Tag Archives: verbal abuse

Gillard and Abbott and the art of verbal abuse

27 Mar

It ain't over till it's over. by Dr John Bullas via flickr

 

Watching Prime Minister Julia Gillard and Opposition Leader Tony Abbott go at it is a lot like witnessing a couple trapped in the death throes of a hideous relationship. They’ve got to the point where verbal abuse is not a side issue: it’s the issue. Whatever the specific conflict, it gets buried in a hail of verbal salvos designed to accuse, blame, denigrate, manipulate, control, and put down.

The couple sees each other only as adversaries. Their goal is to bring the other undone, and achieve domination. They struggle to achieve this in some or all of the following ways:

The verbal abuser refuses to responsibly communicate. She or he establishes what can be discussed, or withholds information, making genuine discussion impossible. She or he can prevent any possibility of resolving conflicts by employing this blocking tactic.

Diverting from the matter at hand into abuse that the other then feels obliged to defend or return is another impediment to discussion of real issues. Climate change, the economy, gay marriage – no matter what the topic on the table, it is always subsumed under the couple’s compulsion to do one another in.

Doing the other one in has become the raison d’être of the relationship. In a worst-case scenario, it has become the participants’ entire reason for getting up in the morning, and has taken on the qualities of a life-controlling addiction.

A verbal abuser will often accuse his or her partner of some wrongdoing or breach of the basic agreement of the relationship. This always distracts from the current issues, and puts the partner on the defensive.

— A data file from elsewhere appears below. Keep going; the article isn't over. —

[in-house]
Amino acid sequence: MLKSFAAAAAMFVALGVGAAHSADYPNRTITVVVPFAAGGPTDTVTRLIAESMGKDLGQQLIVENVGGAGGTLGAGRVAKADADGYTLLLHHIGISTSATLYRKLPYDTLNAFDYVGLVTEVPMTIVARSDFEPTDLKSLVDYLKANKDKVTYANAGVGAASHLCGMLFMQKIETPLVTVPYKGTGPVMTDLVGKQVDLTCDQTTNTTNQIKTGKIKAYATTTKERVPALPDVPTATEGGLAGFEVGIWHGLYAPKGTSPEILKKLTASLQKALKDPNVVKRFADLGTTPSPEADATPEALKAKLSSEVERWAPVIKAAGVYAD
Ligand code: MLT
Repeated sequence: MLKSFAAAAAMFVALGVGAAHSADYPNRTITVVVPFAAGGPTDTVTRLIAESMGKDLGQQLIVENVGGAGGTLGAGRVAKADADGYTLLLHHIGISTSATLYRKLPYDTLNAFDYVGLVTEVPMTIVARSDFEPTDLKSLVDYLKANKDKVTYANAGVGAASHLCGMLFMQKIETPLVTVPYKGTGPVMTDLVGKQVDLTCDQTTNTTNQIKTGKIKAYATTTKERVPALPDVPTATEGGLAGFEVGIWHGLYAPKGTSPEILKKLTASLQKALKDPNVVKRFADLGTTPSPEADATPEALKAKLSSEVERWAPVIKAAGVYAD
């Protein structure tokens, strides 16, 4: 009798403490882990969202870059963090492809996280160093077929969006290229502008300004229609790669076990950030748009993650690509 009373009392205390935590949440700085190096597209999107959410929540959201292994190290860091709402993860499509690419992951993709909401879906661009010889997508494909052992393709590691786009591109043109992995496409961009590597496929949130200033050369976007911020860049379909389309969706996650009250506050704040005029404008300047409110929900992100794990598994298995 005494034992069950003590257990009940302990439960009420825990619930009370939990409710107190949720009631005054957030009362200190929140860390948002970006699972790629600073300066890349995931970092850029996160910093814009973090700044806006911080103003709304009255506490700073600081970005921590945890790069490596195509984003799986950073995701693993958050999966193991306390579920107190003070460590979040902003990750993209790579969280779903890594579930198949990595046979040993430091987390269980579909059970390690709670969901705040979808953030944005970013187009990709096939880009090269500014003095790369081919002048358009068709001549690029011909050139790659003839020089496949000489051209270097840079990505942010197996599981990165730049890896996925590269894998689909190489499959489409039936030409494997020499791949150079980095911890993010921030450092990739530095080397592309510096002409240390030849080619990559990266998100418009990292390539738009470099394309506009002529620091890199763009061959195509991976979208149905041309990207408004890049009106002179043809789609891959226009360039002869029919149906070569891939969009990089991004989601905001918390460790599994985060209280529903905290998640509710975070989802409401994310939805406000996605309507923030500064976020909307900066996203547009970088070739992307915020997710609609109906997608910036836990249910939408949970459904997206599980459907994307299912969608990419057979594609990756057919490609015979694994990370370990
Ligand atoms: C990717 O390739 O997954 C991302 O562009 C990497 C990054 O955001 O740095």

Then there’s judging and criticizing. The verbal abuser may express their critical judgment of their partner. This is often disguised as being helpful and when in enacted in that form, can be particularly insidious as any retaliatory accusation of wrong-doing can be disingenuously denied, as in “Wot, me?”

Sometimes verbal abuse is disguised as jokes. While the comments may be presented as humor, they have poisoned barbs. They may be delivered inelegantly, or with great skill, but their intention is to diminish the partner, and throw her or him off balance.

Trivializing can also be a form of verbal abuse. Trivializing is the attempt to make what the partner has said or done, insignificant. This tactic can be quite hard to identify and name, although you know immediately and viscerally when it’s happening to you, and it makes you want to hit back, or crawl under a stone, depending on your particular learned method of self protection.

Undermining is another tactic. The abuser will attempt to slaughter an idea or suggestion with a few pointed comments, or derisive laughter.

Name-calling is also a classic tactic of the verbally abusive, as is reference to the hated other’s appearance, mannerisms, and past mistakes.

All these tactics can be employed in the privacy of home, or in public, often at dinner parties and barbeques, because couples in this state do best with an audience. An audience offers a golden opportunity to shame the other, and hopefully get somebody else on side. So delusional are couples by this stage, that they really do think what they say is taken seriously by those poor sods unwittingly subjected to their folie à deux. They have no idea that all anybody wants is for them to leave and never come back.

It can be disconcerting to be anywhere near couples dedicated to destroying one another. It can remind you uncomfortably of your own parents, or adults you knew as a child who were set on this path. It isn’t unusual, unfortunately, and having to witness it in adult life can provoke flashbacks.